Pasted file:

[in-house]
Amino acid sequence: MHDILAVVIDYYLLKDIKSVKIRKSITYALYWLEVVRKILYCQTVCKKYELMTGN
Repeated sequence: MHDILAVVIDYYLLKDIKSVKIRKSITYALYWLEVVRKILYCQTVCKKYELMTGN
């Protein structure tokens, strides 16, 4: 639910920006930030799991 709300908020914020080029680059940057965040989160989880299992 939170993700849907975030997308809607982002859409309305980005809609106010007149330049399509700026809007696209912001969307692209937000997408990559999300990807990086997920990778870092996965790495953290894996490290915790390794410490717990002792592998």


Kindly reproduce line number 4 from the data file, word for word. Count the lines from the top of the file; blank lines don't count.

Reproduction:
């Protein structure tokens, strides 16, 4: 639910920006930030799991 709300908020914020080029680059940057965040989160989880299992 939170993700849907975030997308809607982002859409309305980005809609106010007149330049399509700026809007696209912001969307692209937000997408990559999300990807990086997920990778870092996965790495953290894996490290915790390794410490717990002792592998």